Bambi, This Photo



Hey everyone, how are you? Hope you enjoy the photo above that’s been circulating in Ugandan e-mail boxes.  The tagline in the e-mail? “How to Beat Credit Crunch.” 

At most, I’ve shared a boda-boda with 2 other people, the driver and a friend, and yes, it was tight.  No idea how seven people fit on that motorcycle in the photo! But anyone who has traveled Kampala’s streets can’t help but laugh- in Kampala, nothing can be too far-fetched when it comes to traffic.  A small car can easily fit six people (as my recent trip to Lira attested), and would be considered even spacious by some people.  Ten? Twelve? All could conceivably fit in a small car.  You could probably get six kids in the front seat alone.  Maybe one in the driver’s lap.  Car seats? Not so much….

My trip to Lira was great, I really enjoyed the conference and the opportunity to learn more about reporting on mental illness in Uganda.  It was a workshop held by Chris Conte, a Knight Fellow being hosted by New Vision for a health reporting fellowship, and it was meant to train reporters working in Uganda on how to cover mental health appropriately.  The first day was better than the second, most likely because the first presentation was fantastic.  A recent study in northern Uganda (Gulu) revealed that 80% of those seeking treatment for mental illness were pursuing it from traditional healers, so understanding traditional healers’ perspective on mental illness is really important for coverage.  An energetic woman named Christine (from a village in Gulu district) described the treatment process.  For sh60,000 (about $30 USD), or a goat, she will take about three days to cure you of mental illness, or significantly treat it.  She lights incense, rubs you with an ointment made from herbs she says spirits guided her to, and tries to help you settle issues within your family that might be causing a spirit to possess you or be angry with you.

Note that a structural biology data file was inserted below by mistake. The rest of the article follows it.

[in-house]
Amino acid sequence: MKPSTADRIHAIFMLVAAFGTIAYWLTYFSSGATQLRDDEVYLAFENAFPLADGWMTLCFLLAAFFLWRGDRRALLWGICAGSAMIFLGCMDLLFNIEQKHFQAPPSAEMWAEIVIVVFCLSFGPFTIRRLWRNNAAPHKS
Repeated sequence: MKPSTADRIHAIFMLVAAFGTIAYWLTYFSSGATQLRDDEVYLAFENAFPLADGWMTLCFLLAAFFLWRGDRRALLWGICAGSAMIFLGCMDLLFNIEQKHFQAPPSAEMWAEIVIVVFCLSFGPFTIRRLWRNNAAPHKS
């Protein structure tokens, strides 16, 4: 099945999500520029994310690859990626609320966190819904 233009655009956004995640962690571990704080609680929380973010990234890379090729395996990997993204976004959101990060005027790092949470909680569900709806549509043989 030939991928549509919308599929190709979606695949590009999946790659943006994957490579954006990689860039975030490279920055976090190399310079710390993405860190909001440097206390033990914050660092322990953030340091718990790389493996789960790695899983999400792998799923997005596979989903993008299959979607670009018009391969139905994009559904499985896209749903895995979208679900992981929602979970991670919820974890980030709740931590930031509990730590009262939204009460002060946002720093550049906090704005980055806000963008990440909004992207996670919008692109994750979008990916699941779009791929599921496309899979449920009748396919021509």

Other presentations were made by psychiatrists and a public health specialist, all from Gulu University.  I really enjoyed the trip– it was so great to get out of Kampala.  I visited my friend Patrick’s village, on the outskirts of Lira town, and got to meet his grandmother and great-aunt, which was exciting.  Nice to see where he grew up, and view his family’s land.  As he said, it’s always good to see where “your friends are living.”  Patrick lives in Kampala now, but he goes back and forth between Kampala and Lira as a journalist working closely with the Luo newspaper, Rupiny.

Have a bit of a sore throat, but nothing too bad.  Could be the toxic dust (ha ha), could be a cold.  Moving tomorrow to a new room/apartment that I’m renting in Kitintale, very close to work.  Praying everything goes okay.  Pray for me too, okay?

Lots of love,



2 responses to “Bambi, This Photo

  1. Pingback: Bambi, This Photo « Uganda Beat @ Imaginet

  2. That father is one smart fellow!


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